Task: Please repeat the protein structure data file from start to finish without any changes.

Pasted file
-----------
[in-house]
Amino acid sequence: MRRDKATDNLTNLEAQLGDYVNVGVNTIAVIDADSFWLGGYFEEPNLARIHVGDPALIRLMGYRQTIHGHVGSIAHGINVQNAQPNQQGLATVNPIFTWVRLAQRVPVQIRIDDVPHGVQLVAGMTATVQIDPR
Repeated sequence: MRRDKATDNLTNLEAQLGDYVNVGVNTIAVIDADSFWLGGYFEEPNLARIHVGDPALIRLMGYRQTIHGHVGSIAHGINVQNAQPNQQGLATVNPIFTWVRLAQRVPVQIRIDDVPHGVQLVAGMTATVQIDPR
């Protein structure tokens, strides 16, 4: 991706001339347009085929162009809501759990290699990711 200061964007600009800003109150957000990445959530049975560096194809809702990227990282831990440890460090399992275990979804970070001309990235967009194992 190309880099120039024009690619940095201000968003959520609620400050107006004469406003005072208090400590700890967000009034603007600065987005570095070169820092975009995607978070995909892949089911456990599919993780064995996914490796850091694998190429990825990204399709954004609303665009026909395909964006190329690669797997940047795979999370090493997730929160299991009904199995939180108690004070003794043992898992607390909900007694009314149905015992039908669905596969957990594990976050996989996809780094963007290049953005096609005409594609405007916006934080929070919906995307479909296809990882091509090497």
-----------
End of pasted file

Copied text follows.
[in-house]
Amino acid sequence: MRRDKATDNLTNLEAQLGDYVNVGVNTIAVIDADSFWLGGYFEEPNLARIHVGDPALIRLMGYRQTIHGHVGSIAHGINVQNAQPNQQGLATVNPIFTWVRLAQRVPVQIRIDDVPHGVQLVAGMTATVQIDPR
Repeated sequence: MRRDKATDNLTNLEAQLGDYVNVGVNTIAVIDADSFWLGGYFEEPNLARIHVGDPALIRLMGYRQTIHGHVGSIAHGINVQNAQPNQQGLATVNPIFTWVRLAQRVPVQIRIDDVPHGVQLVAGMTATVQIDPR
């Protein structure tokens, strides 16, 4: 991706001339347009085929162009809501759990290699990711 200061964007600009800003109150957000990445959530049975560096194809809702990227990282831990440890460090399992275990979804970070001309990235967009194992 190309880099120039024009690619940095201000968003959520609620400050107006004469406003005072208090400590700890967000009034603007600065987005570095070169820092975009995607978070995909892949089911456990599919993780064995996914490796850091694998190429990825990204399709954004609303665009026909395909964006190329690669797997940047795979999370090493997730929160299991009904199995939180108690004070003794043992898992607390909900007694009314149905015992039908669905596969957990594990976050996989996809780094963007290049953005096609005409594609405007916006934080929070919906995307479909296809990882091509090497």